Preston Mommsen has said the dearth of fixtures in Scotland's cricket calendar was a key factor in his retiring at the age of 29. The former captain also called for cricket administrators to create a more equitable schedule so that other players don't end up walking away before their time too.
"What was there on a day-to-day basis to keep me motivated and keep me driven to want to keep going in the game? I was spending far more time on the training pitch and the nets and the gym than I was in between the stumps. As a professional cricketer, that was very frustrating," Mommsen told ESPNcricinfo in a recent interview. "As with any job in whatever line of work you're in, you need to have that sort of carrot there that motivates you. You need to have that structure.
"In the last 12 months, certainly, that's not been there, and unfortunately, that has made my decision easier. I can't see that pathway for me over the next 12-18 months that can keep me in and drive me forward."
Mommsen led Scotland at the 2015 World Cup and the 2016 World T20 in India, where they secured their first win at a major ICC tournament. However, Scotland have not played an ODI against a Full Member since March 2015 against Australia at the 2015 World Cup. Going further back, they had played only four ODIs with Full Members between the 2011 and 2015 World Cups.
"That we haven't played, since the 2015 World Cup, a single Full Member ODI, that just makes me feel sick, really," Mommsen said. "For us, going to the 2015 World Cup was a massive turning point in Scotland's development and we performed respectably, and you would think that would be the platform for us to kick on and make use of that experience. But there's not been the infrastructure that has allowed us to do that.
"For me, at this age, at 27, 28, 29, when you've learnt your game far better than when you had done when you were 22 or 23, you want to be playing as much as possible to maximise all the skills that you have learnt. So that has obviously come into [the decision to retire], that I'm not able to capitalise on that at this time because of the lack of actually playing."
At a time when they were struggling for matches, Mommsen wanted Associate teams to play each other as often as possible and that this was more important than asking for a greater share of the ICC revenues.
"Yes, I think it's important that Associates are put up against Full Members, but I don't think that's the only cricket that they should be waiting to play," he said. "I think it's vital that they're getting that number of days of cricket in the year so that they are able to experiment, try different things, grow as a team and as individuals so that every time they do come around to playing that Full Member, they are in a far better position.
"Waiting every four years to play a Full Member is not the answer either, which is another one of my issues, what happens in between the World Cups. When you're not being exposed to Full Members in between World Cups, and then you go to a World Cup and you're expected to perform and you don't, then it's easy to point at the Associates and say, 'You don't belong here.'"
Earlier this summer, Mommsen scored his 1000th ODI run - one of only five Scotland batsmen to do so - and talked about wanting to become the first to reach 2000-mark for his country. But all the empty space in the calendar made him wonder if that was a realistic pursuit. His final match came against Hong Kong in September.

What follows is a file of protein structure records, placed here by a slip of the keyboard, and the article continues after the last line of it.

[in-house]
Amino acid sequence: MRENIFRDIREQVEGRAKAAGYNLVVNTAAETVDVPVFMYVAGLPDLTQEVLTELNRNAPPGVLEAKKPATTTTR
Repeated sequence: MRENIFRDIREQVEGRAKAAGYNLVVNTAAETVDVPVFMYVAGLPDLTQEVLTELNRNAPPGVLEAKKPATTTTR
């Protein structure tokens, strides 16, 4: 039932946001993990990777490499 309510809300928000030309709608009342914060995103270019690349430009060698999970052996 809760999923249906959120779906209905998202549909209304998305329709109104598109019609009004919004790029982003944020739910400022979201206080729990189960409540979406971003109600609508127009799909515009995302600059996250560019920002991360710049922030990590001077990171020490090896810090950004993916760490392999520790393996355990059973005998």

From January next year, Mommsen will begin work as a buyer for Edinburgh-based property management firm Grant Property Investments. He chanced upon the job while searching for work experience to complement his Bachelor of Science degree in property development and valuation at Edinburgh Napier University.
"Having all that vacant time has forced me to think about things, to gain different perspectives, and ultimately, I went exploring," Mommsen said. "I met as many people as I could to try to get some work experience. That was my initial plan, to try and get some work experience while there was quite a bit of down time, I thought I might as well make use of that. I met the owner of a very good company, and as it happened, she got back to me and said there was an opening, and she thought I'd be great for the role."
Mommsen said the chance to represent Scotland was what he would miss the most about cricket, and hoped he would be remembered for his achievements on the field rather than the sudden nature of his retirement. He added he was at peace with his decision, and there was nothing that could make him reconsider.
"From my experiences and being exposed to Associate cricket and Full Member cricket, I can see so much potential in the Associates and it just frustrates me that other people don't see that as an opportunity for the game to grow," Mommsen said. "I think it's been pleasing that the responses I've had, 90% of them are regarding my efforts for Scotland on the pitch, off the pitch and as a leader, which is hugely satisfying.
"I'm very grateful for those messages and it makes me very happy that people have recognised that I've given a huge amount to Scottish cricket, and I hope to do so in future from an off-the-field point of view. But, of course, people have also recognised the fact that I have spoken out, and me doing this is, I guess, a form of speaking out. But, hopefully, I will be remembered for what I did on the field when representing Scotland."